The idea behind Sliding Doors is one that is rather original and intriguing. Imagine someone living two separate but shared storylines. One focuses on what happens if she were to miss the train she’s supposed to catch to go back home. The other focuses on what happens if she got on the train in time. They have the same people, but differ in terms of certain character actions and landmark events. It’s something that might have worked in The Twilight Zone. As a feature film, and one that relies on so many rom-com cliches, not so much.
Gwyneth Paltrow plays Helen, a woman who has recently been fired from her PR job. She storms out of the building, things in hand, and rushes to catch the train back home. In the first scenario we see, she misses it by a hair and is stranded waiting for the next one. But then the film rewinds and gives us another scenario in which Helen makes it onto the train.
There’s no explanation for this alternate storyline; it just happens. But they have their differences. In the scenario in which Helen catches the train, she comes home to find her boyfriend Gerry (John Lynch) in bed with another woman, Lydia (Jeanne Tripplehorn). In the one in which she misses the train, Gerry is still having an affair, but Helen doesn’t know.
Sliding Doors isn’t complicated in its narrative as it sounds. The film is easily digestible and is able to smoothly transition from one storyline to the next. The major problem is the narrative can only go so far before it becomes tiresome.
In the first scenario, Helen decides she needs a fresh start at life, after being sacked and then seeing her boyfriend in the sack with someone else. So, she cuts her hair, brightens it, and then starts her own successful PR firm. And she meets some rather charming fellow named James (John Hannah, a total delight here).
The second scenario has Gerry trying to hide the affair and also treat Helen out to a night out, so she can forget about the day she has had. But Helen knows something is up. Why were there two glasses in their room, if it has supposedly just been him at home this whole time? Gerry keeps dodging questions or flat-out lying just to keep the relationship together.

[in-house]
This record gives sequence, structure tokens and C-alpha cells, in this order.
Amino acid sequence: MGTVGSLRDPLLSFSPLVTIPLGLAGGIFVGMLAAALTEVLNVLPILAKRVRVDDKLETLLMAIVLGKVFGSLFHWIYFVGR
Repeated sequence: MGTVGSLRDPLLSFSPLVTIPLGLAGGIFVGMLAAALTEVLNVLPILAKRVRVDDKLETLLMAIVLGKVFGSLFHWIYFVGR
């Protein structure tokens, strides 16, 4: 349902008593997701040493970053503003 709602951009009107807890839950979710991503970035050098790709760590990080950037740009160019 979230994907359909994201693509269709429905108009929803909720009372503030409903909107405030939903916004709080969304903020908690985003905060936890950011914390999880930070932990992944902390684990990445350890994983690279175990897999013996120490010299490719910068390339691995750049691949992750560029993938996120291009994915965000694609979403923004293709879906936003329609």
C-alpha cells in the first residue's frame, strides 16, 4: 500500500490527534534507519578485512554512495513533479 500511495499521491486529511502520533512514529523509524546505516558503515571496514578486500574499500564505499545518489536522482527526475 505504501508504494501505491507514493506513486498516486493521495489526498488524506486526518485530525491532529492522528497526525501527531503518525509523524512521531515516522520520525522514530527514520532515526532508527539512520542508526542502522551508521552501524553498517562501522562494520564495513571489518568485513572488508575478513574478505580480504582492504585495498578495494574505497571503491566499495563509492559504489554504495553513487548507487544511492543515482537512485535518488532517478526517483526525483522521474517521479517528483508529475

So, in both stories, Gerry is an obvious scumbag. He’s a wannabe novelist, who claims to be doing research but is instead hooking up with his ex, Lydia. One would think, after a while, the Helen in the second scenario would end it all and move on. But that’s not what the script calls for.
As Sliding Doors goes back and forth between the two stories, the characters become trapped in rom-com tropes and uninteresting dialogue. The more we stay with them, the less we care. Paltrow is excellent as Helen in both scenarios. The film’s opening sequence gives her one of the film’s few memorable lines about possibly growing a particular organ, if she remains in a workplace dominated by men.
By the end, though, Sliding Doors is something that could have worked really well with some more polishing and a better use of its concept. Resorting to numerous montages about Helen getting her life back together and other overused cliches make it seem like the alternate story gimmick was just that, and we as the viewer got suckered into another rom-com that plays it too safely.
The Shout! Select Blu-ray release of Sliding Doors is the 100th spine for this series. The picture is presented in 1080p high definition widescreen with a 1.78:1 aspect ratio. There is some noticeable graininess in the transfer, but the overall picture is solid. The audio is a DTS-HD 5.1 Master track, and picks up the dialogue well, but some moments come across a little soft.
The special features on this release will please the fans of the movie. There is a new, commissioned artwork that serves as the sleeve – and also as one side of the Blu-ray covers – that is illustrated excellently. The other side of the Blu-ray cover is the film’s original poster. Other features include a full-length documentary that explores the behind the scenes of the movie and has new interviews with director Peter Howitt and the cast members. There is also a new commentary track provided by Howitt, and another feature that has him taking the viewer to certain locations where key moments of the movie were filmed.